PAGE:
Crunch Time Tips for Tax Time

Crunch Time Tips for Tax Time

Each year HFS strives to educate our team and our clients on helpful tips for tax time. Click here, New Year, New Tax Changes, for a review of the Tax Cuts and Jobs Act changes. You, your CPA, and your Financial Planner can work together to plan so you have no surprises near year end. You put your trust in the team around you to be on top of the latest information and adjust plans as necessary to stay on course.

Due to the changes in tax law, the amount of people who itemize their tax returns will fall from 46 million to 16 million in the US according to The Financial Planning Association guide Money: Tax Guide 2019. This is largely due to the following changes:

Tax Law Changes

  1. Standard deductions increase
    • The Standard deduction is now $12,000 per individual, or $24,000 per married couple. It previously was $6,350 per individual, and $12,700 per married couple. The personal exemption of $4,050 per dependent is now gone.
      • Example: Families in the US earning between $49,000 and $86,000 will pay an average of $930 less in taxes in 2018*
  1. State and local taxes for income and property used to be fully deductible on a tax return
    • The new tax law caps deduction at $10,000. Higher income earners will see some of the lost deduction offset by a standard deduction, depending on your filing method, but may still lose deductibility of state and local taxes.
    • Higher tax states such as California, New York, Maryland, and homes with middle to high property values will see a loss in the amount they could previously deduct in property taxes.
  2. Mortgage interest can be deducted on a mortgage up to $750,000. The previous tax law allowed for a deduction of interest on a mortgage up to $1,000,000
  3. Tax credit eligibility changes
    • The child tax credit increased from $1,000 per qualifying child to $2,000 per qualifying child (if you have 2+ children the percent of the credit you can use is adjusted. Please consult your tax professional for this piece).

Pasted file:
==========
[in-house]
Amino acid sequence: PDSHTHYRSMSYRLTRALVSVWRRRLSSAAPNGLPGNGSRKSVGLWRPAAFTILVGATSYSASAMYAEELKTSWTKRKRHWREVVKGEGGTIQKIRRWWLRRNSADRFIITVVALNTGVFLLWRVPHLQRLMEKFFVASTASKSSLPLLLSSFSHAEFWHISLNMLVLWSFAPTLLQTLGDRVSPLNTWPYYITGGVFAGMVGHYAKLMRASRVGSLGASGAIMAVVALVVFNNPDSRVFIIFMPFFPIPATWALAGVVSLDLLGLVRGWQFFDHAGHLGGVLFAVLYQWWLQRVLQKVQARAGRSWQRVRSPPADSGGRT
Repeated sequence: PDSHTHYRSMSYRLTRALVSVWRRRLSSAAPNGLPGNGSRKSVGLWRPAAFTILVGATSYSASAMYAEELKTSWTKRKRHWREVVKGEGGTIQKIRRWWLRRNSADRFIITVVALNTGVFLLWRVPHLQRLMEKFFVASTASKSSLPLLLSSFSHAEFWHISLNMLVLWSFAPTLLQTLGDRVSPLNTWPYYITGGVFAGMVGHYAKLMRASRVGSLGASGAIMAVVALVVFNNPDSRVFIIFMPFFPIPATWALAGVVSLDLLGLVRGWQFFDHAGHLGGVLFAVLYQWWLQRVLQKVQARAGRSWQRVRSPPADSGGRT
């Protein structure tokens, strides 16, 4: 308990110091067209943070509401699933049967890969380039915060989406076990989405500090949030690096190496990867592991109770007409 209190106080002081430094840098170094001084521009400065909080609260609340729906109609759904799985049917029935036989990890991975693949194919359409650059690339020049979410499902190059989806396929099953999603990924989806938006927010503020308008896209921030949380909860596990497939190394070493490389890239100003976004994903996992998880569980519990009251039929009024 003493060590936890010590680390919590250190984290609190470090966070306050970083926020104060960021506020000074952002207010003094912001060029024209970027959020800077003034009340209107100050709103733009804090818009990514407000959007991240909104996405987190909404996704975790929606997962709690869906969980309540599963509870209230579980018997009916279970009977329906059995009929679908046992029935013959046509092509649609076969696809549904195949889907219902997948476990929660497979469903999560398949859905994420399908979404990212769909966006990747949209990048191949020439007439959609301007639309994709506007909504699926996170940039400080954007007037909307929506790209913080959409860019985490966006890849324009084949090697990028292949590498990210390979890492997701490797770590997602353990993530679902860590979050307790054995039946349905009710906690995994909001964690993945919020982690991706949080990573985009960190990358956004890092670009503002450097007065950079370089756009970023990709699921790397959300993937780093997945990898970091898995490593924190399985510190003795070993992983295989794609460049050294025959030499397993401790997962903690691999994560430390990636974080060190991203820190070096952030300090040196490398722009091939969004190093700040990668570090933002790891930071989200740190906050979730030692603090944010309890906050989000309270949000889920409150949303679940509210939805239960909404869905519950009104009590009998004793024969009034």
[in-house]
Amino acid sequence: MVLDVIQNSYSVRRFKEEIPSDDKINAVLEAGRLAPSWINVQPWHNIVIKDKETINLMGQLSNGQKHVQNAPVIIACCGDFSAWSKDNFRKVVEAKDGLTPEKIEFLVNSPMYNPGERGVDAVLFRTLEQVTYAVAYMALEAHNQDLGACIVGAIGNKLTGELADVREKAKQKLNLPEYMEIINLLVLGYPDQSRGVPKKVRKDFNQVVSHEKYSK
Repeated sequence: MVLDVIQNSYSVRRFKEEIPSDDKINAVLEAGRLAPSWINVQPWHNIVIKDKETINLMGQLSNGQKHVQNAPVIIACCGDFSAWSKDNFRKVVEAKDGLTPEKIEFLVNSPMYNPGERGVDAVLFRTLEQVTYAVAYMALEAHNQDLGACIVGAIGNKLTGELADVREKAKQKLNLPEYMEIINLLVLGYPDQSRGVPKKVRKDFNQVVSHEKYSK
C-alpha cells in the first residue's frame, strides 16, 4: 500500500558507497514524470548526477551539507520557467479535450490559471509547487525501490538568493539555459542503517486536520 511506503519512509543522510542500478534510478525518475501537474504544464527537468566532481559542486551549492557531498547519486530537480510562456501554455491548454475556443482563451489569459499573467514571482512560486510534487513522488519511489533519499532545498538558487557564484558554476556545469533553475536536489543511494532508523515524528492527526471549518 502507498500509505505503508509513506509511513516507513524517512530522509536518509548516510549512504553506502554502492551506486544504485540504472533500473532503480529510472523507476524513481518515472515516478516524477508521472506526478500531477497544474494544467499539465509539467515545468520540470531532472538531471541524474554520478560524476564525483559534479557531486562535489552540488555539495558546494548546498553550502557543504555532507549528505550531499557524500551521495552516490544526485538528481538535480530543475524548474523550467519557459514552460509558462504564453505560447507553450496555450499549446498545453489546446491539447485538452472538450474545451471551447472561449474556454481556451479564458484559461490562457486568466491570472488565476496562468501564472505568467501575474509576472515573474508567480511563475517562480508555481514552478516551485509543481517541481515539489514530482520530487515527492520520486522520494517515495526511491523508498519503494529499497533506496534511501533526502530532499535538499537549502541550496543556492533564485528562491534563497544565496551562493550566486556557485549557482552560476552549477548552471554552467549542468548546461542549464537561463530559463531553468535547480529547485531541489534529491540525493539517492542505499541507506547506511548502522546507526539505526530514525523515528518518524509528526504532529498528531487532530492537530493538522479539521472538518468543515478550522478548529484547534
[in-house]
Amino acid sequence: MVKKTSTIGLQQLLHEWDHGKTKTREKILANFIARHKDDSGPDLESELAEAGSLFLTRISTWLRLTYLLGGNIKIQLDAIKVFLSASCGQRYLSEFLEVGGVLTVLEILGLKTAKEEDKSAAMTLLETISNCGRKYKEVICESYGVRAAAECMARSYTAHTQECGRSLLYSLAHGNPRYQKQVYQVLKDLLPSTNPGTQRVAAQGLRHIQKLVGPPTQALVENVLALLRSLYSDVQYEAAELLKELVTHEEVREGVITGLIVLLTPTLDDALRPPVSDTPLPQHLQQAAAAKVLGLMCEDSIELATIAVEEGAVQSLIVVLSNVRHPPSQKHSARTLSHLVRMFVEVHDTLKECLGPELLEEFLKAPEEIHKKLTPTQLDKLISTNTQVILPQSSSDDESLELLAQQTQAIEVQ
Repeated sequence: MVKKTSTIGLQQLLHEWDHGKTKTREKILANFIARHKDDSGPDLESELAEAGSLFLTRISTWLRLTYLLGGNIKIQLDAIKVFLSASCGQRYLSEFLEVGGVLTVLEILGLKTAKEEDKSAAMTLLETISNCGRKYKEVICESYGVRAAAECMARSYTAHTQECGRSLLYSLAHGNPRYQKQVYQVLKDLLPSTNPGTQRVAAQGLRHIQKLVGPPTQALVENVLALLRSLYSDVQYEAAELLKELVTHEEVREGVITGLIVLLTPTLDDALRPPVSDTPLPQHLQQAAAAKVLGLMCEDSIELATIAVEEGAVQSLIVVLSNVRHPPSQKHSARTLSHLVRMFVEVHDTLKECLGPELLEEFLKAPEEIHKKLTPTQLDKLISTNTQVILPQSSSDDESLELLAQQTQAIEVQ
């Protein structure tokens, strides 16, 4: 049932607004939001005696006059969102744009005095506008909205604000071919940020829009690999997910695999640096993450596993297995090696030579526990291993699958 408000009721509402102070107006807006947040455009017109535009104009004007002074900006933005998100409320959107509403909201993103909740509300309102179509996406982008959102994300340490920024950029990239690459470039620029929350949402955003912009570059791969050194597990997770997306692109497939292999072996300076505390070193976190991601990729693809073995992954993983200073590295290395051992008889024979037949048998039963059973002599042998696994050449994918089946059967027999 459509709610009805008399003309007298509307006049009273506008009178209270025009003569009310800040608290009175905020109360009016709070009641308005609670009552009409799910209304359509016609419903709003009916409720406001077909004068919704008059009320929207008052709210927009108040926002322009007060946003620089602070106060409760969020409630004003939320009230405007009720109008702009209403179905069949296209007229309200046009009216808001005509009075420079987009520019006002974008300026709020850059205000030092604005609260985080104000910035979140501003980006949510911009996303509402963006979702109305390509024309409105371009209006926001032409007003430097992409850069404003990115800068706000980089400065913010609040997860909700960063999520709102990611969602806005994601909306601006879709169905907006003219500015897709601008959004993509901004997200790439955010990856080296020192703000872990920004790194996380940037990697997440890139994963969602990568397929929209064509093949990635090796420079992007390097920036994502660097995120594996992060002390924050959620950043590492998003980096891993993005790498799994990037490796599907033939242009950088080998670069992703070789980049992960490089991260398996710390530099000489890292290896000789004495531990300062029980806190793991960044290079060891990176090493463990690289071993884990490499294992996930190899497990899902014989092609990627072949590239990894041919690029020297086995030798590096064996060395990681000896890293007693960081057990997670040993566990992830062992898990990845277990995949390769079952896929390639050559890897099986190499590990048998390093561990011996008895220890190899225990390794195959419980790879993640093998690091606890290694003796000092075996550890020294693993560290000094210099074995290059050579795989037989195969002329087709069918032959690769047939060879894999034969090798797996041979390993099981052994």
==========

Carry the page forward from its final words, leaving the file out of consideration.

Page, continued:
• This credit begins to phase out at $400,000 of adjusted gross income
      • Example: A family who earns $80,000 and uses the standard deduction will save near $2,240 in taxes owed in 2019 due to the increased standard deduction combined with the child tax credit*
    • This credit used to be for children under age 19, or from ages 19-24 who were students.
    • Now this credit is for children ages 16 and under. There is a $500 tax credit for those dependents who do not qualify for the new age restrictions on this credit.
  4. Those who own pass-through businesses, such as an LLC, S corporation, partnership, or sole-proprietorship, or 1099 (gig-economy worker) now have a 20% deduction on this business income
    • Example: If you are one of these individuals and make $50,000 per year, then this new 20% deduction will save you $1,750 per year, according to FPA’s Money Tax Guide for 2019. This is an additional $700 savings to someone who earns a comparable salary but is a salaried employee of a firm.
  5. Retirees (among other categories of families) also say changes to the tax law can impact them
    • Nearly 9 million Americans deducted medical expenses in 2015, and nearly ¾ of them were age 50 or older, according to a study done by AARP Public Policy Institute.